[Column] Can Korean politics escape the vortex?

Posted on : 2024-03-28 16:49 KST Modified on : 2024-03-28 16:49 KST
When political jockeying devolves into a brawl for badges, we have drifted far from the original mandate of politics
People walk past a display on March 24, 2024, at the Suwon Convention Center in Suwon, Gyeonggi Province, raising awareness about the upcoming general elections on April 10 and getting out the vote. (Yonhap)
People walk past a display on March 24, 2024, at the Suwon Convention Center in Suwon, Gyeonggi Province, raising awareness about the upcoming general elections on April 10 and getting out the vote. (Yonhap)


By Lee Chang-gon, senior staff writer and editorial writer

Not long ago, I met a German political scientist for tea in downtown Seoul. I was meeting Hannes Mosler, a professor at the University of Duisburg-Essen.

Since Mosler has been studying Korean politics for several years now, I asked him point-blank what he thought about Korea’s upcoming parliamentary elections.

Mosler’s response, uttered without a moment’s hesitation, was that the elections represent a giant step backward. “The last presidential election was a giant step backward, too, but this time it’s even worse,” he added.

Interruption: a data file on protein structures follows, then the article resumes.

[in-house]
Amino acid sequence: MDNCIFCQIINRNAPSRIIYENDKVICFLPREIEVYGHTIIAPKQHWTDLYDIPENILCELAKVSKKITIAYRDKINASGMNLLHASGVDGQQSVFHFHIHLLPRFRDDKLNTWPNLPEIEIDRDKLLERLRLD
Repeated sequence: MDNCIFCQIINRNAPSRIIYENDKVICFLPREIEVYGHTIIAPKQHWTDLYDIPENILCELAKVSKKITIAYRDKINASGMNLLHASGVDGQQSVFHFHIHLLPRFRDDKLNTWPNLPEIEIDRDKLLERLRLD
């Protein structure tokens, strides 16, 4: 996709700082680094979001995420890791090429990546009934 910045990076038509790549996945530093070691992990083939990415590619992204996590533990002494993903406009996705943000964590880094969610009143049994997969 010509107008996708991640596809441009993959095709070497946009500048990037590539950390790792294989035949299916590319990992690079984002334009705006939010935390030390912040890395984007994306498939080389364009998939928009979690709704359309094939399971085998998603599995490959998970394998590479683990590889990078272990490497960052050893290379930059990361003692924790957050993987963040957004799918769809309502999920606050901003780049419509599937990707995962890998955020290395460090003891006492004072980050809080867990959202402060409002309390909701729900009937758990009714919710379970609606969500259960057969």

Why did he think so? “All we’ve seen so far is squabbling between the parties.”

And indeed, the general elections so far have been all about the badges — golden insignia conventionally worn on the breast by Korean lawmakers.

The usual campaign pledges were made at the beginning of the election, but none of them have generated much debate or interest for the public.

I suspect the only thing voters will remember about the political domain in these elections is the commotion over party primaries, the constant formation and dissolution of coalitions, and crass language.

The conflict over the government’s push to increase placements at the country’s medical schools has already lasted for a month and a half with no end in sight.

But the medical school debate isn’t just a dispute between the medical community and the government, as it’s often presented in the news media. Rather, it’s an issue that impinges directly upon the health and safety of the general public, and the sick in particular.